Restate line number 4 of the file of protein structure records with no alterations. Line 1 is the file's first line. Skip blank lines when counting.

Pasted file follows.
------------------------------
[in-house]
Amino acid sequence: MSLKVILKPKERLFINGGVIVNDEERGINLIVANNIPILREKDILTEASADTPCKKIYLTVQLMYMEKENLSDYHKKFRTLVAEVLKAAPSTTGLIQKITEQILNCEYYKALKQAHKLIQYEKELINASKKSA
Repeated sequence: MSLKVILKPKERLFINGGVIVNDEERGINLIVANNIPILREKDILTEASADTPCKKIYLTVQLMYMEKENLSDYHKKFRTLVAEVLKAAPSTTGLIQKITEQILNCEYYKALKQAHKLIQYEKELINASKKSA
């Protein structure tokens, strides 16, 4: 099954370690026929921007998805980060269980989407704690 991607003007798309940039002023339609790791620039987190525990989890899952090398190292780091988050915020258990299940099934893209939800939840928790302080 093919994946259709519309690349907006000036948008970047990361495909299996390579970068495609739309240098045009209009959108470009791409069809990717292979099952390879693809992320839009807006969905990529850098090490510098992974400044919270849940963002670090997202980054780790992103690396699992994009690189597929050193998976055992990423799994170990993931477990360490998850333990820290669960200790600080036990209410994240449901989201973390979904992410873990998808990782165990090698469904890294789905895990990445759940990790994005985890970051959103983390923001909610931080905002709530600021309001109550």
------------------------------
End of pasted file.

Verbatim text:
């Protein structure tokens, strides 16, 4: 099954370690026929921007998805980060269980989407704690 991607003007798309940039002023339609790791620039987190525990989890899952090398190292780091988050915020258990299940099934893209939800939840928790302080 093919994946259709519309690349907006000036948008970047990361495909299996390579970068495609739309240098045009209009959108470009791409069809990717292979099952390879693809992320839009807006969905990529850098090490510098992974400044919270849940963002670090997202980054780790992103690396699992994009690189597929050193998976055992990423799994170990993931477990360490998850333990820290669960200790600080036990209410994240449901989201973390979904992410873990998808990782165990090698469904890294789905895990990445759940990790994005985890970051959103983390923001909610931080905002709530600021309001109550």